Day 49/ Apr 16th – Lexington, KY to Versailles, KY: The fugitive

We saw the police car from half a mile away, sitting on the central island between streams of race-going traffic on the highway outside Lexington.  We’d been warned by other transcontinental walkers that American police were very fond of pulling walkers over (to the extent that someone on foot can actually be pulled over) and, on slow days, taking them in for a spot of light questioning.  But thus far we’ve found them to be uniformly agreeable, and always to be relied upon for a beep, a smile and a cheery wave when they drive by us or, more often, when we walk past them dozing in a concealed roadside speed-trap.

This policeman did none of those things.  When we drew level with him, he leaned out of his window and shouted across to us, but the wind and the traffic drowned out his words.  He tried shouting a few more times and then gave up, gestured for us to wait where we were, and drove onto the highway to turn around and pull alongside us.  We rooted out our passports and prepared our meekest what-seems-to-be-the-problem-officer smiles.

“How’re y’all doing today?” he began.

“Very well, thanks.”  We explained what we were doing hiking along Route 60.

“Well, that sounds great.  I just wanted to tell y’all to be careful.  We got a escaped fugitive at large in this area.  Got loose yesterday during a prison transfer.”

“Really?  What does he look like?”

The officer paused to tap on the laptop mounted above his gearstick.

“He’s abaht five foot seven,” he said.  We waited for more, but evidently this was deemed sufficient description for our purposes.  “He dismembered a guhl,” he added nonchalantly.  “Anyway.  I jus’ wanted to tell y’all.  Y’all be careful, now,” he said, and pulled away into the traffic.

We heard about little except Derek Capozzi, the fugitive, from every shopkeeper, motel owner, waitress and local TV anchor for the next two days.  He had been a small-time Boston mafia henchman and member of a drug-dealing gang, and had graduated to the big-time when he cut up the body of Aislin Silva, a 19-year-old girl who had been murdered for agreeing to testify against the gang.  He was convicted in 2005, and given the kind of sentence that the British right can only fantasise about – not even being eligible for parole until 2046.  Despite being shackled and handcuffed, he managed to kick open the door of a van transporting him between prisons.  Everyone had a theory about how he had escaped – was it an inside job? – and where he was now – surely back in Boston being hidden by his gang?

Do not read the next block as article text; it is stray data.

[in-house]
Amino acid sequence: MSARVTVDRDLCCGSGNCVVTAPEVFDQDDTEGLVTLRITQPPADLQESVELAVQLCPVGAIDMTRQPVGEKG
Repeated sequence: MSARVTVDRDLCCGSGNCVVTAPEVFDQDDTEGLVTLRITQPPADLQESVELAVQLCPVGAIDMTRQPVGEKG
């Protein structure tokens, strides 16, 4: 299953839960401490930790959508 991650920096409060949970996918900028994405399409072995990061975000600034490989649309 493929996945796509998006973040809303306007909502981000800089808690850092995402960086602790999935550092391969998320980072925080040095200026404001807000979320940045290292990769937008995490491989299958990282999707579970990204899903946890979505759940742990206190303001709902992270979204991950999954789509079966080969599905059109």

Derek Capozzi mugshot

Derek Capozzi: Probably not someone to bring home to mother

We walked on in a rather more alert mood, looking anxiously out into the fields and woods by the side of the highway lest they should contain a small, highly dangerous man attempting to conceal himself.  The highway was thick with traffic headed for Keeneland for today’s racing,  and with Capozzi getting wall-to-wall coverage on local radio, we got even more scrutiny than usual from passing drivers.  Police cars screamed up and down the highway – as they went by, I tried in vain to look taller than five foot seven – and helicopters buzzed overhead.  At our motel, the young Indian proprietor was in a state of high excitement about the escape.

“It happened directly here!  Just down this road!  By my motel!” he exclaimed.  “I have had police here today, asking me questions.  It is possible federal officers will come to investigate,” he continued.  “They might stay here.”

Courthouse and church in Versailles, Kentucky

The courthouse and church in downtown Versailles

Versailles, as its name suggests, was founded by a Frenchman, Major Marquis de la Calmes, a hero of the Revolutionary War to whom a small statue stands at the edge of town.  Almost as an embodiment of the steady fading of the entente between France and the United States, the town is now known to its inhabitants as ‘Ver-sayles’.  William Shatner owns a horse farm nearby, and his photograph had pride of place on the wall in Debbie’s Diner, just off Versailles’s handsome Main Street.  On the fridge in the diner’s kitchen was a small magnet of the actual Versailles, which made us both feel unaccountably melancholy.

Back in the office of our motel was a curious fat plastic cylinder, about eight inches long, with a handle in its side.  You turned the handle and the name of an American city appeared in a thin rectangular window on the cylinder, with its distance in miles from Versailles in a second window alongside it.  Unable to resist, I rolled the wheel to ‘San Francisco’ and checked the mileage box.  It read ‘2438’.  I felt suddenly very, very tired.

Interstate mileage counter

2,438 miles to go: We probably didn't need to see this

The following evening, the local news announced that Capozzi had been recaptured.  Far from being spirited away to Boston by accomplices, he had spent three days and two cold nights skulking in the woods in Versailles before being recaptured by two local men hunting for him with a baseball bat.  According to police reports, he was cold, hungry, “spent”, and “wanted to take a nap”.  We considered the prospect of two-and-a-half thousand more miles to walk, and knew just how he felt.

Derek Capozzi arrested in Kentucky

Capozzi: After three days of fun, thirty-six more years in prison


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